Autoscaling Kuberenetes workloads with custom schedules

Autoscaling Kuberenetes workloads with custom schedules

Context

Would you like to know how we cut annual cloud costs by over 45% for one of our major financial services clients? Read on!

Following on from a previous blog post where we discovered how to make use of custom schedules in ADO pipelines, we decided to use the same mechanism as part of our FinOps practices for one of our major clients.

This particular client has a large development studio with a route to live consisting of multiple test environments prior to production. Each environment has at least 1 RedHat OpenShift cluster running a complex variety of Kubernetes workloads.

The challenge

The challenge was to reduce the compute costs for worker nodes across the non-production whilst maintaining a high degree of environment availability for development and testing teams. We saw an opportunity to take advantage of the OpenShift/Kubernetes machine autoscaler by scaling down workloads out of hours.

Reduce workloads > reduce OpenShift worker nodes > reduce cloud compute costs

Whilst it was understood that some workloads could be scaled down out of hours, not all workloads could be scaled down. Some more critical or time sensitive workloads were to remain running 24/7. Furthermore, there would be different requirements per project and per environment and the development studio would require final control over the autoscaling configuration of each environment and the projects within.

The solution

At Frontier Digital, we have always maintained an everything as code approach to all of the platforms we develop. With this mindset in place, we quickly realised that the autoscaling configuration each environment would have to be maintained in source control. We developed an easily consumable config mechanism in YAML. One YAML file per environment with the OpenShift projects defined as follows:

projects:   
  - name: core-services
    exclusions:
      - account-batch-service
      - account-registration-service
  - name: payment-services
    exclusions:
      - payment-schedule-service
      - payment-transfer-service
      - transfer-automation-service

First of all, this is an opt-in approach to autoscaling. If the project is not specifically called out in configuration, it is ignored by the autoscaler pipeline. Here we can see that we have opted the core-services and payment-services projects into autoscaling. However, each of thes projects has a number of exclusions. Exclusions are called out in config to tell the autoscaler to scale every deployment in the project except those called out in the exclusions array. This allows developers and testers to be in full control of which workloads are subject to autoscaling.

In practice

Taking the example of the core-services project, we can see that there are a number of different deployments with differing replica counts.

Payment Services

The configuration for this test environment calls out core-services as a candidate project for the autoscaler. However, the following services are to be excluded:

  • account-batch-service
  • account-registration-service

When we run the autoscaler pipeline, the config is consumed from the repository:

Pipeline Logs

Finally, when the pipeline has finished executing, we can see that the deployments have been scaled to zero, leaving the excluded deployments alone:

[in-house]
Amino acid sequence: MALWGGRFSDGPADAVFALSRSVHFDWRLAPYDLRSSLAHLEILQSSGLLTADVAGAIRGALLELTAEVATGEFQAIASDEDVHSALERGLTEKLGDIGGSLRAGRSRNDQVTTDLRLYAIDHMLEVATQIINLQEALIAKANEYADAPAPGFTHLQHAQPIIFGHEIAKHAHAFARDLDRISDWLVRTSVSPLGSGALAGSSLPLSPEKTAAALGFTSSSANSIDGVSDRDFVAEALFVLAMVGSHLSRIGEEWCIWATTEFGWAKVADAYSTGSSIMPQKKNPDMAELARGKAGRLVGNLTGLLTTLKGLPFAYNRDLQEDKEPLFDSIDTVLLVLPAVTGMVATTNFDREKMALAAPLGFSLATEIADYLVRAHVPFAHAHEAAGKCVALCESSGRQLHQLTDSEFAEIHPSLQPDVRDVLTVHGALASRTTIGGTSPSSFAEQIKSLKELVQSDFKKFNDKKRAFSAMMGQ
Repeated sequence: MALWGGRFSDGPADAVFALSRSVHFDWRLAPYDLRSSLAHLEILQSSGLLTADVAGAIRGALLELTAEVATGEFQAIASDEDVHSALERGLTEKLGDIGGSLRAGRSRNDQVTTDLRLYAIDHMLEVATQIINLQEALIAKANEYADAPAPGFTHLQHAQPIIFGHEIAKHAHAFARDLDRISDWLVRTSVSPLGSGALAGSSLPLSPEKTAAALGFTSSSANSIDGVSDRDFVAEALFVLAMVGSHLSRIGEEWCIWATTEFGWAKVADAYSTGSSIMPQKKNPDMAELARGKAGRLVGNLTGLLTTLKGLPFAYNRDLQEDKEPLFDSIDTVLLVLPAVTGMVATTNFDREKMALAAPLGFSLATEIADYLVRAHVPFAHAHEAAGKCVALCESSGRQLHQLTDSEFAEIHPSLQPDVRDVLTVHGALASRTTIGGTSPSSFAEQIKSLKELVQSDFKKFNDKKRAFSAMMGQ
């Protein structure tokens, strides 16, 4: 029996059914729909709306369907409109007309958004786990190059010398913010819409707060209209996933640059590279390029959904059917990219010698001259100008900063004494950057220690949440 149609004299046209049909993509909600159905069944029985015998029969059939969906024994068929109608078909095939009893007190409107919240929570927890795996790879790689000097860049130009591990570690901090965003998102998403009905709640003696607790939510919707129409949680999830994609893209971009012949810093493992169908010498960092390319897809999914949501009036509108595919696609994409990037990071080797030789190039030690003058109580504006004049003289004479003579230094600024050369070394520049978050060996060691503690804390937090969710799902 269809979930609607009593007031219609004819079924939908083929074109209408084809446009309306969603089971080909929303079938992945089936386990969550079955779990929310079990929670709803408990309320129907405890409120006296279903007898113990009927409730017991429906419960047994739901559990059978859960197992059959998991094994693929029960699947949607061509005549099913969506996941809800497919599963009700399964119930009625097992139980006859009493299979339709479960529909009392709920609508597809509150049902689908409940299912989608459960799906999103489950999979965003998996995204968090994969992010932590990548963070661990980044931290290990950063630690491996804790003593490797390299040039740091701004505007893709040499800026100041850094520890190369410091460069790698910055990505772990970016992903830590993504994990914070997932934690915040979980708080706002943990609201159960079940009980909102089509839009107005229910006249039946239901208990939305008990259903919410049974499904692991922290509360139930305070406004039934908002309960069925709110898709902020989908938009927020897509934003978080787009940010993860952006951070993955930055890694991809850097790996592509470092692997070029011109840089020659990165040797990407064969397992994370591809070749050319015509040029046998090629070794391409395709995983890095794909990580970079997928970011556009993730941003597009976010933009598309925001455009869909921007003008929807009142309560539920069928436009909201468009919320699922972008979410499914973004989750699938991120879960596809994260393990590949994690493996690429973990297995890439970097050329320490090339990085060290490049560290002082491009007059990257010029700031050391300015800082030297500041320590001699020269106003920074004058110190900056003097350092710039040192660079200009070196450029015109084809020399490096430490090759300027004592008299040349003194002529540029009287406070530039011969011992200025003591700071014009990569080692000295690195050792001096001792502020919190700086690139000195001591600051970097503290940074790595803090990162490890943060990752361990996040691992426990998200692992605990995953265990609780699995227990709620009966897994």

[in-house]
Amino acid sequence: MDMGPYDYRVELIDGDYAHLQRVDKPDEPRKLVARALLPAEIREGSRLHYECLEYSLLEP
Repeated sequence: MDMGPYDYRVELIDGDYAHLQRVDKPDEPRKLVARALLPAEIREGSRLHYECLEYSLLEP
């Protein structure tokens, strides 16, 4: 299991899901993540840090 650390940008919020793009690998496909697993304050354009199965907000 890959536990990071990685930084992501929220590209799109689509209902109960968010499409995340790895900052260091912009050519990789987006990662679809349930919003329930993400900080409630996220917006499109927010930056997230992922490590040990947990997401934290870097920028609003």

Payment Sevices

Keeping track

As we have previously noted, we cannot rely on a standard replica count across our different deployments. Many deployments have differing replica counts. Our goals are to reduce cost whilst maintaining stability for our development and testing teams across the studio. When the autoscaler scales deployments back up, scaling to a pod count that is too high or too low would endager one or both of these goals. In order to keep track of the previous state of the deployments, the autoscaler annotates the deployment upon scaledown:

Annotations

Information is captured such as the original replica count to aid the scale up action and some additional metadata such as the URL of the ADO pipeline run that executed the scale down.

Scheduling

All this is useful but there has to be some mechanism to control each environment and the different scheduling requirements. Going back to the custom schedule trick we are able to define many different schedules in our ADO pipeline:

schedules:
  - cron: "0 20 * * *"
    displayName: FAT shutdown
    branches:
      include:
        - master
    always: true

  - cron: "0 8 * * *"
    displayName: FAT restore
    branches:
      include:
        - master
    always: true

  - cron: "0 20 * * Fri"
    displayName: SIT shutdown
    branches:
      include:
        - master
    always: true

  - cron: "0 3 * * Mon"
    displayName: SIT restore
    branches:
      include:
        - master
    always: true

  - cron: "0 1 * * Sat"
    displayName: UAT shutdown
    branches:
      include:
        - master
    always: true

  - cron: "0 20 * * Sun"
    displayName: UAT restore
    branches:
      include:
        - master
    always: true

Since we can query the ADO API to determine which schedule kicked the pipeline off, the pipeline can make use of this information in a Pre Flight step to determine which action to take:

Pipeline

Summary

This exercise has resulted in a huge cost saving for the development studio. They are no longer burning money on expensive compute when it is simply not in use. This, combined with a number of FinOps practices has allowed us to cut their annual cloud costs by over 45%. Get in touch if you’d like to find out more.

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